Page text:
[00:12:16] It’s usually very obvious who is holding the attention in that room, who is in charge of that room, where, where are everybody’s eyes, where’s everybody’s energy directed. And it’s usually to the host in that instance. And so you can compare that host to the protagonist in any story. What you don’t want to do is have your side characters driving any action or decisions in a scene.
[00:12:43] So for example, if you have come together as a group, your characters have come together and they’re trying to work through clues or create a plan. Whilst your side characters can be giving information and providing clues or helping to work things out. It should all, all be directed towards the protagonist and the protagonist should be the one making the decisions.
[00:13:07] So the protagonist should be the ones saying, I will be sacrificial lamb not a side character saying, well, why don’t you do it or not, or not the side character saying, oh, I should do it. Unless of course your hero then jumps in and says, oh no, no, no, I’m going to. Because then it makes the sacrifice look better or whatever.
[00:13:24]So another example of this is like, if you have a police officer, so you’re writing crime and you have always, you always have your police officer, detective person, and then you have a sidekick you know, Sergeant or whatever, the Sergeant should be presenting information or picking up clues, but it should always, always, always be the detective
[00:13:47] who pieces those clues together. It goes, aha, I’ve got it. And that means that they, that detective is controlling the scene power because he’s taken all the bits of information, or she’s picking all the bits of information from the side characters and pieced it together. You can’t have your side characters doing that because then the load of power is with them and that’s not
[00:14:09] where it should be. So that is a couple of different ways to yeah like look at your side characters differently or you know, how you should approach them differently.
[00:14:18] Katlyn: I love the visual of the dinner party. That’s fantastic. And I will always remember that. So thank you. So what sort of research did you have to do for this book?
[00:14:29] Sacha: I tend to, so I know we know about strengths, but I have high learner and input, so I always like a lot of information anyway. So with all of my nonfiction books, I tend to heavily research a lot of articles. I read lots of books and then that’s like on the non-fiction side. So I’m looking for other craft information.
[00:14:51] I’m looking for craft books. There were actually, there isn’t a single book on side characters out there. Not one, there are books on characters, but there are no books on side characters. So I, this is the first book on side characters specifically. So yeah, I read a lot of books about characters. I read a lot of books about craft, story structure, and I’ve read a lot of articles as well.
[00:15:11] And then I also go away, and I get to do a fun bit which is like binge- reading and binge-watching stuff as well. I tend to go and try and consume as much information as possible. And then I spend some time like sub-consciously processing it all because I have a different way of looking at craft, I think, and I like to have my own spin on it.
[00:15:40] So for example, I mentioned earlier about how I, I look at it in terms of major, minor, and cameo. Most people look at side characters in terms of archetypes, but I didn’t want to do that. I like to give people a new way to look at these things. So I need some time to process. And, and yeah. I would say how I do most of my research and then I just start vomiting and collecting quotes and things. Yeah.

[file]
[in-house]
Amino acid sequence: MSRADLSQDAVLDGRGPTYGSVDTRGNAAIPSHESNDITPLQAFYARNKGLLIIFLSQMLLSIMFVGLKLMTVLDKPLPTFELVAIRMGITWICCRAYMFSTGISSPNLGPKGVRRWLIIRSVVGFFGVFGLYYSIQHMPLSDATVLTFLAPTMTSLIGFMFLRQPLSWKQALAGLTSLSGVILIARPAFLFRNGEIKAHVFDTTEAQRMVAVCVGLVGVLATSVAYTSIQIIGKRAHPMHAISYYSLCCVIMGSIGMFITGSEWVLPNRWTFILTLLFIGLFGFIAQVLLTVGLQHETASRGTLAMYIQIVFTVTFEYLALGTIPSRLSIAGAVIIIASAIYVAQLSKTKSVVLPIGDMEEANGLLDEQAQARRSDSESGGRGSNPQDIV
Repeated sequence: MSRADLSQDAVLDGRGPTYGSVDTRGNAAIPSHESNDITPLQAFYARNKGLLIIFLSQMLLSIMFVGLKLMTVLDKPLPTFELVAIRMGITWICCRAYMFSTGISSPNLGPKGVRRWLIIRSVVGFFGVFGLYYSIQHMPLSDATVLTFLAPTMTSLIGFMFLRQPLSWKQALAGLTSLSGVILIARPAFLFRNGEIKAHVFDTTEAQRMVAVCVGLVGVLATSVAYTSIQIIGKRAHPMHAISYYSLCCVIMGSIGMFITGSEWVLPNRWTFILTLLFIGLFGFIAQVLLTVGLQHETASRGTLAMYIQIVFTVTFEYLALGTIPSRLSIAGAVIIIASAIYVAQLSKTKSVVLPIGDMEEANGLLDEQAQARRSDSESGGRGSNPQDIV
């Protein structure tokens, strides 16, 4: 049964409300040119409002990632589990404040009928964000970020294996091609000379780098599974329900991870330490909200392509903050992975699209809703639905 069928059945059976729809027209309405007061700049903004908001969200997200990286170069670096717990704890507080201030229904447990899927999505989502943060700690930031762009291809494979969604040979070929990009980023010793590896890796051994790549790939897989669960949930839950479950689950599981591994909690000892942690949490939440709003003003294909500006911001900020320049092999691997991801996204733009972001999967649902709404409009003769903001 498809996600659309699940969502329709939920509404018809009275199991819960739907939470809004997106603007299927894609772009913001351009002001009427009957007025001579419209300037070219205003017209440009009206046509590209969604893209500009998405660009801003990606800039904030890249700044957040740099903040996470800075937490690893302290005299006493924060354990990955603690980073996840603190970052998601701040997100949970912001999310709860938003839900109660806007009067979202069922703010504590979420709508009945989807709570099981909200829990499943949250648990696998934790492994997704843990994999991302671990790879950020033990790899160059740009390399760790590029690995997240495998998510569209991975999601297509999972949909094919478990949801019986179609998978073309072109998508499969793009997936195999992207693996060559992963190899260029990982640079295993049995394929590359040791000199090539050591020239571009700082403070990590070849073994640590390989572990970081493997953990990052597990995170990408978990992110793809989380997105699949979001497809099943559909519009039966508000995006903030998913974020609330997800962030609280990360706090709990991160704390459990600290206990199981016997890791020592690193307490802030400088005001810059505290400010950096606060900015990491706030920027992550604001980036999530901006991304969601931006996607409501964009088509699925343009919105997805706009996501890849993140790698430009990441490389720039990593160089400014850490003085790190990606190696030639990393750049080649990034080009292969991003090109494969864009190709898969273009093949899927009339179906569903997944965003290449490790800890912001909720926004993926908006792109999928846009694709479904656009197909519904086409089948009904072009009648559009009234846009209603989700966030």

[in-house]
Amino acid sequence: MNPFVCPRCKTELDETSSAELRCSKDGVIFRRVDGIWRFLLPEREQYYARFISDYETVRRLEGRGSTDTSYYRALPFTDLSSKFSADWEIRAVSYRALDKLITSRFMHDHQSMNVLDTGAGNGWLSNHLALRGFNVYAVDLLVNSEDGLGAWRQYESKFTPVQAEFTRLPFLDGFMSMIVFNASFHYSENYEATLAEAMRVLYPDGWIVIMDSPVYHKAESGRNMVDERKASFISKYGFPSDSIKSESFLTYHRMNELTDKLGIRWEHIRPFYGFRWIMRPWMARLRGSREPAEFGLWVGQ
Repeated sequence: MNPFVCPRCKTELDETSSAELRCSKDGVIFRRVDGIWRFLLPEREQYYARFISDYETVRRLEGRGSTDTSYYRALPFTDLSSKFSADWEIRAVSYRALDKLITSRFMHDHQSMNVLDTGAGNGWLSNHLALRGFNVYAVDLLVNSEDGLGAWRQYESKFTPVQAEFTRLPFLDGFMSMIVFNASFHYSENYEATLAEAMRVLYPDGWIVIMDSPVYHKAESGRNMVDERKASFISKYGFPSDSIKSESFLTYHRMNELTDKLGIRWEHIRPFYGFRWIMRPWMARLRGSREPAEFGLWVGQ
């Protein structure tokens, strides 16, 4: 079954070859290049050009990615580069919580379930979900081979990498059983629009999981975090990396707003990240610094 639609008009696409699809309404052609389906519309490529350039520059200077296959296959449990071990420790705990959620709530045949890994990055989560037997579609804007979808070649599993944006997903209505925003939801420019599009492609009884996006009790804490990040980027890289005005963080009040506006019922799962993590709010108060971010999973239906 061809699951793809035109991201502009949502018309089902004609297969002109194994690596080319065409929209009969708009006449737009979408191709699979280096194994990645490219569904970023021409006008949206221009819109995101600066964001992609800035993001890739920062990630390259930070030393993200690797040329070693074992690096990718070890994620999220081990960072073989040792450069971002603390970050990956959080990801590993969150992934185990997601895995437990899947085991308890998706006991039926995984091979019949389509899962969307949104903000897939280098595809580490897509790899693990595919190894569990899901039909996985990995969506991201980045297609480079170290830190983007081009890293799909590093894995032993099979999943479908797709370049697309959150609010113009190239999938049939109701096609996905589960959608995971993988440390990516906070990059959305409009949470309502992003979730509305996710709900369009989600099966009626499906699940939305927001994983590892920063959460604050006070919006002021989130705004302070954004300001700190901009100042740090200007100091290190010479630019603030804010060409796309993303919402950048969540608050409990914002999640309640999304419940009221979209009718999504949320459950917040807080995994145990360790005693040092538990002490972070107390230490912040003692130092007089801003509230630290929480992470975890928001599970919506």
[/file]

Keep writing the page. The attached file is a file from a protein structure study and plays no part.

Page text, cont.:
[00:16:03] Katlyn: I always love that fun research where it’s like, oh, I’m doing research. I’m gonna watch these ten movies or a binge these TV shows. So I love it. Yeah.
[00:16:11] Sacha: Our job is awesome.
[00:16:14] Katlyn: What are some ways that writers can level up their side characters?
[00:16:18]Sacha: Okay, so early on, I’m going to start with this one earlier on. I mentioned the fact that your side characters, you need to create this illusion of an arc with a side character.
[00:16:28] So I talk about the three why’s each side character should have three whys. So why are they helping the protagonists or, you know, if they’re on the villain’s side, then why are they opposing the protagonist? And then, and I should also point out, I am talking about major side characters. I’m not talking about minor and cameos.
[00:16:48] And then you need to look at what, like, what is the why for existed outside of the protagonists? So what do they want, what is their why? Like, and their why for existing what is it that they want that’s outside of the protagonists? Is the protagonist trying to get to the Olympics, perhaps they are trying to be a mathlete, you know, so something that is external to the protagonist and then they need why for being in each scene because so many characters, well, you’ll see these great groups of people coming into a scene and then three or four out of the six are all talking.
[00:17:21] And all of a sudden the author’s describing that the six characters are leaving the scene again. And you’re a bit like, wait, what? Where did those characters come from? So why are they in the scene? Why do they exist outside of the protagonist and why are they existing for the protagonist? Those three why’s really help.
[00:17:37] And then I think, the thing that is most important or the thing that I hope most people take away from the book is around getting your characters to work with the theme. So for example your protagonists, if, if your book was a math’s equation, your protagonist would be the answer to that equation. Your antagonist or your villain is the incorrect answer to that equation.. And your side characters are the workings out along the way. And what I mean by that is that if your protagonist is the embodiment of your theme, that’s the message that you’re trying to give out. Then your side characters should represent different aspects of that different workings out.